As I have grown older, I do know some of the feelings that she had--She was a tough lady and didn't want to ever give up and that is really not a bad trait. Actually, I am her daughter so I might be the same when I really get to the same point in my life. Take her by the hand, I give her the last chance to feel alive and the chance for the two of you to be friends. Look at this situation as a learning experience for when you go through the stages of aging. You will see and understand so much. One more thought about this situation--learning from our families as they age helps us to learn about our own aging process--look to learn so that you can grow old gracefully. Peace.
Helpful Answer (0)
Report

The wise advice from this community constantly amazes me : )

I agree that fear is behind much of VictoriaP's mother's behavior. Growing old is hard. Of course, there is always the chance that the mother has leaned in this direction her whole life which could mean that there's a great need for constant attention, as well. Still, at the base of the need for constant attention is - once again - fear.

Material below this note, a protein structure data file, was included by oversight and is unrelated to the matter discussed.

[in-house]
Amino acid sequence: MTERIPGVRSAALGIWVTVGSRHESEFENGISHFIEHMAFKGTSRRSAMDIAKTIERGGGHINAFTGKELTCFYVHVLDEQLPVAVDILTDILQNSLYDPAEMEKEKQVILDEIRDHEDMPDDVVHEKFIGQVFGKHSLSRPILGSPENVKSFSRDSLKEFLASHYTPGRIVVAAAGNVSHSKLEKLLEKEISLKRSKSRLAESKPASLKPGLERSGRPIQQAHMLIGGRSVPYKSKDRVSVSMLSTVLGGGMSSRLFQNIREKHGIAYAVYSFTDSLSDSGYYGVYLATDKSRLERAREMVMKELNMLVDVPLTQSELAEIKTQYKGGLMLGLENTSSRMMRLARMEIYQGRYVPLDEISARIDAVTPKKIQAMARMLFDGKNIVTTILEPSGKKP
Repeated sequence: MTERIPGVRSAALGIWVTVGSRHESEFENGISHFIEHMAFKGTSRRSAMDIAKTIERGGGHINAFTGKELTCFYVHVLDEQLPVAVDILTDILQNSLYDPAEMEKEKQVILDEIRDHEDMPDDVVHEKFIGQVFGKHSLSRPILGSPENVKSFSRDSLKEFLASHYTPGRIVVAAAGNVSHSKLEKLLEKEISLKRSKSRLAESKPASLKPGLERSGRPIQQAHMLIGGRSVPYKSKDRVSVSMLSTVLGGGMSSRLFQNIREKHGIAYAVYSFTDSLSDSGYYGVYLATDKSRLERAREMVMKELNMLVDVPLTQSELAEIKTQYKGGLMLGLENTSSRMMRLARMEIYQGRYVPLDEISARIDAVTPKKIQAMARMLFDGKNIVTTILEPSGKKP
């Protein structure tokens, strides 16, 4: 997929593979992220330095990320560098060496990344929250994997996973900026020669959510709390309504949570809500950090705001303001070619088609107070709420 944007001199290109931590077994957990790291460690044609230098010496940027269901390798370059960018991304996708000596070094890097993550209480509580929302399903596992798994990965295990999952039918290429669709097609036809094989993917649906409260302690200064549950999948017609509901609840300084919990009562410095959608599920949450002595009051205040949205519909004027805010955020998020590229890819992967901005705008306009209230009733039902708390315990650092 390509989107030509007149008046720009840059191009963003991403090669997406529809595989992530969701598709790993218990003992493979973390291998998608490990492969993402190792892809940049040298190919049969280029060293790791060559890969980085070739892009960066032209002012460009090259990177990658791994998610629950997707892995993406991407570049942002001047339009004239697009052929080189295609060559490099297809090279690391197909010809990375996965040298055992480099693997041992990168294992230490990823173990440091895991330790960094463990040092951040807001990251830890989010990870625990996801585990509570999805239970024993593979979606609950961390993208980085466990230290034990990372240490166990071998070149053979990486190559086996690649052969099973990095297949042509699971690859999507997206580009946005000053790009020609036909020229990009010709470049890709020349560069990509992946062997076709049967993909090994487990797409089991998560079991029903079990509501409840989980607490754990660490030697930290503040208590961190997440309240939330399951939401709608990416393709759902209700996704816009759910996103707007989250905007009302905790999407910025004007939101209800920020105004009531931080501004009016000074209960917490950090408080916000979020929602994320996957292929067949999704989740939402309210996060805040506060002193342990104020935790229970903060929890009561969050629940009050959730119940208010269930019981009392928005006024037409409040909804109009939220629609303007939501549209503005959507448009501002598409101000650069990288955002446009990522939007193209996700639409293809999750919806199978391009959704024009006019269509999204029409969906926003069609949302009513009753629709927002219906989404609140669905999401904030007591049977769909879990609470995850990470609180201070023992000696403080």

Taking a deep breath before coping with her, not taking "the bait" and trying to remain compassionate about the losses of aging are all good ways to handle this.

Don't feel guilty, Victoria, for feeling impatient. You are human. Just try to do what you can to cope with a difficult situation. Please keep checking in with us. This community understands what you are going through.
Carol
Helpful Answer (0)
Report

By the way, when you become caregiver for somebody it is very common to become tied to their routine. It is common to also be impacted by their safety requirements -- no throw rugs, hand rails, etc -- until you feel you are living in a nursing home. And it is very common to resent this, at least at first. Give yourself time to accept the inconveniences and limitations that go with caregiving. Come here and vent. Complain to us. We understand. Try not to take it out on your mother.
Helpful Answer (15)
Report